1. A forced-fitting electrical connector, comprising: a female electrical contact member having a contact receiving aperture therein, which aperture includes a front end, a rear end and a pair of opposed top and bottom surfaces extending in diverging relationship from said front end toward said rear end, and a pair of opposed side wall surfaces extending in converging relationship from said front end toward said rear end; a male electrical contact member formed from a unitary piece of substantially flat sheet metal, and adapted to be inserted into said contact receiving aperture, said male contact member having a base including a forward end, a rearward end and a pair of opposed edge surfaces extending in diverging relationship from said forward end toward said rearward end for wedging engagement with the converging side wall surfaces in said contact receiving aperture, and an integral cantilever leaf spring element extending from said base so that a given surface of said base and an oppositely directed surface of said cantilever leaf spring to either detime a pair of camming surfaces extending in converging relationship from said forward end toward said rearward end of said male contact member for biasing said base and said leaf spring element in opposite directions against said diverging top and bottom surfaces of said contact receiving aperture to cam the forward end of said male contact member toward the rearward direction of said contact receiving aperture in said female electrical member.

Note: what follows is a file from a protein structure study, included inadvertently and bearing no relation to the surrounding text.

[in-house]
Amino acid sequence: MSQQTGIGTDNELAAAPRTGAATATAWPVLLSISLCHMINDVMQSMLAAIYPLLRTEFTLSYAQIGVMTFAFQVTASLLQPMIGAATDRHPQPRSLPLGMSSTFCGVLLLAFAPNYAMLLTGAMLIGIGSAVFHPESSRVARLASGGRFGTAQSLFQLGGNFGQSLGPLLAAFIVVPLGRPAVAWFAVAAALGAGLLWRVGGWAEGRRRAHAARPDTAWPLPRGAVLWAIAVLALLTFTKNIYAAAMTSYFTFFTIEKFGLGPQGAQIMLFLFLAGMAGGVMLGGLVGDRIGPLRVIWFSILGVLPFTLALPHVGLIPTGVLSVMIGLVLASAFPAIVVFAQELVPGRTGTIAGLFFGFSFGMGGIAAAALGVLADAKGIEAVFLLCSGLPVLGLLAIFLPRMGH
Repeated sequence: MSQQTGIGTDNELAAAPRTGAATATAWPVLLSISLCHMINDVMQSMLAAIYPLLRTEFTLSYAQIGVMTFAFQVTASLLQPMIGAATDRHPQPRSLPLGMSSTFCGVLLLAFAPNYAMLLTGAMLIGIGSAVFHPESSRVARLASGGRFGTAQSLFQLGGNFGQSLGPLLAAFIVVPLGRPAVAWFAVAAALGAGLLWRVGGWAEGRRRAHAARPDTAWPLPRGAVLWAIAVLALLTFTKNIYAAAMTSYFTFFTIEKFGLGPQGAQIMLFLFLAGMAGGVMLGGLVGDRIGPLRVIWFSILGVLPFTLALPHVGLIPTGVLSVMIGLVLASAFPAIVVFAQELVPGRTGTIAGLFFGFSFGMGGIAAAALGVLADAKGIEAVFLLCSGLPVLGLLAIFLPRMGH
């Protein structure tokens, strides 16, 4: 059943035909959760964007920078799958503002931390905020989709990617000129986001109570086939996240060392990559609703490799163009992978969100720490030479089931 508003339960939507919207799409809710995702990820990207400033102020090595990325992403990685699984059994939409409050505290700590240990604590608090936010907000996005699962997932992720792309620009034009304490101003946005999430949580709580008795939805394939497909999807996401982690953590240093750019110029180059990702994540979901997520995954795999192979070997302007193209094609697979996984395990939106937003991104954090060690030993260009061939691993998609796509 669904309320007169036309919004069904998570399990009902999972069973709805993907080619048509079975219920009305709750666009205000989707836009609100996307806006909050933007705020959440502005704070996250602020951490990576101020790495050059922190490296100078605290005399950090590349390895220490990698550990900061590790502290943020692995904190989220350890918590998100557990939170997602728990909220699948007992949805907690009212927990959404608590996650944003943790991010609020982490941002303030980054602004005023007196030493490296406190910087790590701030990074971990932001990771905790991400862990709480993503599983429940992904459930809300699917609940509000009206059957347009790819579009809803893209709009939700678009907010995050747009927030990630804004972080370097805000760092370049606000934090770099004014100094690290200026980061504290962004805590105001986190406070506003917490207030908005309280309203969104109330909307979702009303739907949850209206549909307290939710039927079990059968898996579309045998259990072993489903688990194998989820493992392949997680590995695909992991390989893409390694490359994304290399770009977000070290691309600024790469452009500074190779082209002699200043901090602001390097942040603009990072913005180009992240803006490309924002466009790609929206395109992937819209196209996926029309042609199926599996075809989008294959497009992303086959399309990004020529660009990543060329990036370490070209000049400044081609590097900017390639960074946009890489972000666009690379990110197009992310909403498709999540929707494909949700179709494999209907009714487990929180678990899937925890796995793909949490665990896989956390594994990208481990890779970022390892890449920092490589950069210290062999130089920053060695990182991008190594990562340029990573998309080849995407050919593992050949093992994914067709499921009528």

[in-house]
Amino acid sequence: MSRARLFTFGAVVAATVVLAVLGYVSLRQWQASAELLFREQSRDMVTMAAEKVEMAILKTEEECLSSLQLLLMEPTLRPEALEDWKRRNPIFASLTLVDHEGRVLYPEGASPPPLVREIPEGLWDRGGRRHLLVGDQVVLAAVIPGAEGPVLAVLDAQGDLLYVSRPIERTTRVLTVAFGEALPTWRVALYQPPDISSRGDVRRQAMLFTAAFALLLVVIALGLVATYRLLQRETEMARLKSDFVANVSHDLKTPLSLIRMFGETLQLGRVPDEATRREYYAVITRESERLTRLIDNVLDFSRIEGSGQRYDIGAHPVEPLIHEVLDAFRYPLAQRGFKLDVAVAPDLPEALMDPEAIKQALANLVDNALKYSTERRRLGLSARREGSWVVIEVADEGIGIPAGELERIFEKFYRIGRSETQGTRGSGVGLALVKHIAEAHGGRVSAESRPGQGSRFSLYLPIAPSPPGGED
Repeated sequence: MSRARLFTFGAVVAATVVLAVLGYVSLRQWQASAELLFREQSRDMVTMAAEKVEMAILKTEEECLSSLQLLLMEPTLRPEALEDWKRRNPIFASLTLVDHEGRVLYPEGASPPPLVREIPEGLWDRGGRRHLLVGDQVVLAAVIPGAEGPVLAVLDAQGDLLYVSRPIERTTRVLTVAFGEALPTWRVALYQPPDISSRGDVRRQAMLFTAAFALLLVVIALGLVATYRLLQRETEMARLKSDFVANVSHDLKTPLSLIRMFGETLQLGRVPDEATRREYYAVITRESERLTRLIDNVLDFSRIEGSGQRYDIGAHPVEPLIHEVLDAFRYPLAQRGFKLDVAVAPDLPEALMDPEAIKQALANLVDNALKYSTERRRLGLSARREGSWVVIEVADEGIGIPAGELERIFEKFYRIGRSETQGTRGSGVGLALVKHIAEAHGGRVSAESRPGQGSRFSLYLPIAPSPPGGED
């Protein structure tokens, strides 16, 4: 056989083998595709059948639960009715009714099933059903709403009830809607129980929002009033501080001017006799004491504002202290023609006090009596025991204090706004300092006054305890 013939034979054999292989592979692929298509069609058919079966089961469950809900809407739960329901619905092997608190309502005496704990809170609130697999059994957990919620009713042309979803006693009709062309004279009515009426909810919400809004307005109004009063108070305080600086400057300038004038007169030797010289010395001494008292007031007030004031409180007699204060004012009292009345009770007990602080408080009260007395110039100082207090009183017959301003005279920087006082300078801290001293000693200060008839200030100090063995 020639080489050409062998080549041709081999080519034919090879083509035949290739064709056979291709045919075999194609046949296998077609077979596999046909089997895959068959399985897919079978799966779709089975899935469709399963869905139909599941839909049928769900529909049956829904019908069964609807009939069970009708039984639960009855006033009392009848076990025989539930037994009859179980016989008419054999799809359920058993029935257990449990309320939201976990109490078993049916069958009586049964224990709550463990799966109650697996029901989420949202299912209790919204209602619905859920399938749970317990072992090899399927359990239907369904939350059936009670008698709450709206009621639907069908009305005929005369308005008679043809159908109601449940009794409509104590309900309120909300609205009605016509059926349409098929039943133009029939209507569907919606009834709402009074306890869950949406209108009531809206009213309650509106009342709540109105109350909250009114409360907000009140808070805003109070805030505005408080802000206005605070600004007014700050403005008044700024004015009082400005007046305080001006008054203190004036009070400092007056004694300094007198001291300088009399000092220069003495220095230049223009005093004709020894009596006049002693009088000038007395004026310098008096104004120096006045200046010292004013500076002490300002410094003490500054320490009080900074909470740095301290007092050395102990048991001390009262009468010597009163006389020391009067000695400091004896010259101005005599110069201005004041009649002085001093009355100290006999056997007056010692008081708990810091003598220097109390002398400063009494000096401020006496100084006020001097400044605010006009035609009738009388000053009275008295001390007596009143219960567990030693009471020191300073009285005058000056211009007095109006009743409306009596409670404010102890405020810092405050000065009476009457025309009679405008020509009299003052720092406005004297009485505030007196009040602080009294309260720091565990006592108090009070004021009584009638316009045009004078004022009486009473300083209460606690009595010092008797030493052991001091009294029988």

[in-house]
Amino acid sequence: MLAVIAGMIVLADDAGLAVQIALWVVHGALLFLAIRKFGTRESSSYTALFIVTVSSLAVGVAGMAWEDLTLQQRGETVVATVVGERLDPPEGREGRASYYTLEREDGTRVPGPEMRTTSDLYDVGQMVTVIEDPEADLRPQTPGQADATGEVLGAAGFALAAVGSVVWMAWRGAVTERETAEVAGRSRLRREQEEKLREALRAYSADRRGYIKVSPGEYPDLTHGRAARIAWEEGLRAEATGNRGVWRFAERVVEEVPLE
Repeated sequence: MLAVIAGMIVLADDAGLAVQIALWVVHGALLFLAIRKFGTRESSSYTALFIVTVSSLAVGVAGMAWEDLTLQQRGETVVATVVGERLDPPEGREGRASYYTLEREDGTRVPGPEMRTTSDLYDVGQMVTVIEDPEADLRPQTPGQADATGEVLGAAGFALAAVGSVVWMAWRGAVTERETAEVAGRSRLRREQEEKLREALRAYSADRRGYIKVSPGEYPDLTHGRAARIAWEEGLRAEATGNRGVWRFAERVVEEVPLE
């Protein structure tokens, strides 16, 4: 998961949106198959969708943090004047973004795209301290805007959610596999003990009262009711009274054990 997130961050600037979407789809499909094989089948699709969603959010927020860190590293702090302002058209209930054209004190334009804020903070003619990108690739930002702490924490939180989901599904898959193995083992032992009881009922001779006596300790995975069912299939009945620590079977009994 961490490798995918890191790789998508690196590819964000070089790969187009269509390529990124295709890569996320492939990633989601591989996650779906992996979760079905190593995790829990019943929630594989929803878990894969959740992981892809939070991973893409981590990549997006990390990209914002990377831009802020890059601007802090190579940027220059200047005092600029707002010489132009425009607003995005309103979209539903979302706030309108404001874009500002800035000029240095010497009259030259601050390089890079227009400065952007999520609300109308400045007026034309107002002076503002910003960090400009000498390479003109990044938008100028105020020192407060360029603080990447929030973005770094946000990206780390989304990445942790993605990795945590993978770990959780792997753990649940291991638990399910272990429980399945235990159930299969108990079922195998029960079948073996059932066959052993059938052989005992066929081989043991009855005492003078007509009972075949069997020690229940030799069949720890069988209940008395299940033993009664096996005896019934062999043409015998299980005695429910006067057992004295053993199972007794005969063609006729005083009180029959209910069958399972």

References Cited UNITED STATES PATENTS 835,211 *11/1906 Atkinson 339273 X 1,802,381 4/1931 Hofbauer 339-230 X 2,527,212 10/ 1950 Garner 339--230 2,987,697 6/ 1961 Davis 339273 X 3,065,451 11/1962 Rutter 339-258 3,331,049 7/1967 Erics-on 339252 OTHER REFERENCES German printed application DAS 1,094,330, December 1960, Siemens et al.
MARVIN A. CHAMPION, Primary Examiner.
P. TEITEL'BAUM, Assistant Examiner.